Groundwater Management Developments 

Arizona’s 1980 Groundwater Management Act (“Groundwater Code”) created a framework of groundwater rights and regulations that govern groundwater use within Active Management Areas (“AMAs”), which encompass the most populous portions of central and southern Arizona. The Groundwater Code established management goals for each AMA, and directed the Arizona Department of Water Resources (“ADWR”) to promulgate five successive management plans containing mandatory conservation requirements for groundwater users. Achieving or maintaining “safe-yield,” defined as a long-term balance between groundwater withdrawals and recharge, is the management goal for the Phoenix, Prescott, Tucson, and Santa Cruz AMAs. The management goal for the predominantly agricultural Pinal AMA, however, balances the development of non-irrigation uses with the preservation of agricultural economies for as long as feasible.

Each management plan prescribes specific conservation requirements for agricultural, municipal, and industrial uses. Although there are important differences among the conservation requirements for each particular water use category, existing conservation programs generally include a water allotment or gallons-per-capita-per-day (“GPCPD”) limit, requiring users to implement defined best management practices (“BMP”) to maximize efficiency and conservation, or some combination thereof. Water users also must comply with reporting, monitoring, and audit provisions specified in each management plan.

ADWR recently convened a work group with stakeholders to develop each AMA’s fifth management plan. The work group covers a variety of issues, with particular emphasis on the proper interpretation of statutory management goals, analyzing progress toward achieving those goals, and updating conservation programs. ADWR interprets the Groundwater Code to require ADWR to design conservation programs to achieve reductions in groundwater withdrawals in each successive management plan. Therefore, proposals to update conservation programs for the fifth management plans generally seek to reduce groundwater use by modifying allotment or GPCPD calculations and bolstering BMP requirements.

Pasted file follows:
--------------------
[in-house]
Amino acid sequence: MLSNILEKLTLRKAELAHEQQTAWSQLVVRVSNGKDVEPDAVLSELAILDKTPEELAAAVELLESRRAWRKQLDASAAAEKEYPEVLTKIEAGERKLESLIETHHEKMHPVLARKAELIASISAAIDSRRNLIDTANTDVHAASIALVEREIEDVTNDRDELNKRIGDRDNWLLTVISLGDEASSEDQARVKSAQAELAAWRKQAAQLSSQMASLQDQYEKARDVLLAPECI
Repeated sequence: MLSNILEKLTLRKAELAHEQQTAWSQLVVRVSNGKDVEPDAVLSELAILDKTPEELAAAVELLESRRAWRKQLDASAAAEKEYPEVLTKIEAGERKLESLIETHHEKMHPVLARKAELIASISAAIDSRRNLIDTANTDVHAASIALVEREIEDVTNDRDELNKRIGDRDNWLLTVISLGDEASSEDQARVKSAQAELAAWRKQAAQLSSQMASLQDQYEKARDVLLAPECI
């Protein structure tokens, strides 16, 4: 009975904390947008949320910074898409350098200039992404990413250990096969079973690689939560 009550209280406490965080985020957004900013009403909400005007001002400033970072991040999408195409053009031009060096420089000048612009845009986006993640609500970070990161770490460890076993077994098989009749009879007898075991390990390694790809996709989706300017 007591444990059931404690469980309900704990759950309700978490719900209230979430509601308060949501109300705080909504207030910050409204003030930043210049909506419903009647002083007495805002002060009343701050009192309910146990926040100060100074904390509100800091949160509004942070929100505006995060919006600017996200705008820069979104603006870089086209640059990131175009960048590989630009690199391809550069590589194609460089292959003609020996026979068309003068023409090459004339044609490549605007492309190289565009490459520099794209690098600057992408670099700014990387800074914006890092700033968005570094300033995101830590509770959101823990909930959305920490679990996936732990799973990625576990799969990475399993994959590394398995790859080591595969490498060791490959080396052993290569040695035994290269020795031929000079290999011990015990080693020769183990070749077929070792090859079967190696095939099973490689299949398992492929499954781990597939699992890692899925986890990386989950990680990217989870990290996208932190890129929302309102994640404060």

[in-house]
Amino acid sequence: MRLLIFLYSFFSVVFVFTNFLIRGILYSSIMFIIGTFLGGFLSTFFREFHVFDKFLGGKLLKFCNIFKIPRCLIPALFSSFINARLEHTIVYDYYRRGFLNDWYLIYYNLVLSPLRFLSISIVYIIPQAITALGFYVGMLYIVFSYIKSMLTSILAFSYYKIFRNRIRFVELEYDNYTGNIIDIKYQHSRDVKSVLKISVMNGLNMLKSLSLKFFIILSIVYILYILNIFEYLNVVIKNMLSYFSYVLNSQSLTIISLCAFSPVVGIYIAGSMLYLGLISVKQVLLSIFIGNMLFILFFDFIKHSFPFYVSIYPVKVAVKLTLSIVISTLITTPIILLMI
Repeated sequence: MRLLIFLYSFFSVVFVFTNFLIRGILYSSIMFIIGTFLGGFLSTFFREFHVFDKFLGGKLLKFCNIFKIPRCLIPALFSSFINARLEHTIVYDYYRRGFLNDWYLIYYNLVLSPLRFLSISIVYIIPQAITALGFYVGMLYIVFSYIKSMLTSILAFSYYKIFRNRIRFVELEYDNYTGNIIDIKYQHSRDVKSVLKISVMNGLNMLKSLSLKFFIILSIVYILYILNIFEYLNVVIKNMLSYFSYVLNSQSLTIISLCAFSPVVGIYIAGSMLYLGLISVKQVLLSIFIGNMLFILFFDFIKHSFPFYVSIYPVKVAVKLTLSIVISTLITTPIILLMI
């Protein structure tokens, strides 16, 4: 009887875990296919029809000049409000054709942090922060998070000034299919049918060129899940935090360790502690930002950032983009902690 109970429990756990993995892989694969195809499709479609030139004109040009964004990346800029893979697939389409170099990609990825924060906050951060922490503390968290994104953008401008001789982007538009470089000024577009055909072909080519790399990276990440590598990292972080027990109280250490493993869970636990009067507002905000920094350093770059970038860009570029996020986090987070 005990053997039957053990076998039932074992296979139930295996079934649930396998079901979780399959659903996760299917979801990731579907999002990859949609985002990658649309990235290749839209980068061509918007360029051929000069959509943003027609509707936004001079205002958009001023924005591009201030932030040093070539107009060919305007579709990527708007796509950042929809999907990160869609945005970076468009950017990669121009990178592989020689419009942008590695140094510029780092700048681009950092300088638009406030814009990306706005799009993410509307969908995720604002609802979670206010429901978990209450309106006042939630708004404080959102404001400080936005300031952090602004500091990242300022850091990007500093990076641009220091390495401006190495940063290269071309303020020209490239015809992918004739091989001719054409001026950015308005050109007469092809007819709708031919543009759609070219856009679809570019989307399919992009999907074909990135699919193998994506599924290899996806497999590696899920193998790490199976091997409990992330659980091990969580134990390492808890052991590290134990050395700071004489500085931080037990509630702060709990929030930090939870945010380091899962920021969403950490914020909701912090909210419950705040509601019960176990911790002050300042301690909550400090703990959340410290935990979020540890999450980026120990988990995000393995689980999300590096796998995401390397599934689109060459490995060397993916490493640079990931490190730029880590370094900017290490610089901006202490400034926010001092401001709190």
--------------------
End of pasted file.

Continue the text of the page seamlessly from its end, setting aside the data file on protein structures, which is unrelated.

ADWR also has discretion to adopt alternative conservation programs that are designed to achieve water conservation at least equivalent to that required under default mandatory programs. Although most regulatory changes in the fifth management plans likely will take the form of modifications to existing programs, ADWR may adopt one or more new alternative conservation programs, such as a proposed “integrated farm program” that would allow agricultural users to combine and manage different groundwater rights as a single farm unit for purposes of calculating allotments and reporting water use.

ADWR currently is in the process of reviewing data, vetting new regulatory proposals, and drafting the fifth management plans. On its current trajectory, ADWR expects to finish drafting and adopt each AMA’s fifth management plan in 2022, with new conservation requirements becoming effective on January 1, 2025. The Groundwater Code does not require ADWR to promulgate a subsequent management plan, but rather directs water users to remain in compliance with fifth management plan conservation requirements until the Arizona Legislature determines otherwise. Thus, it is important for all existing and prospective new users of water within an AMA to ensure that they fully understand upcoming regulatory changes in the fifth management plans, which will control their groundwater use for the foreseeable future.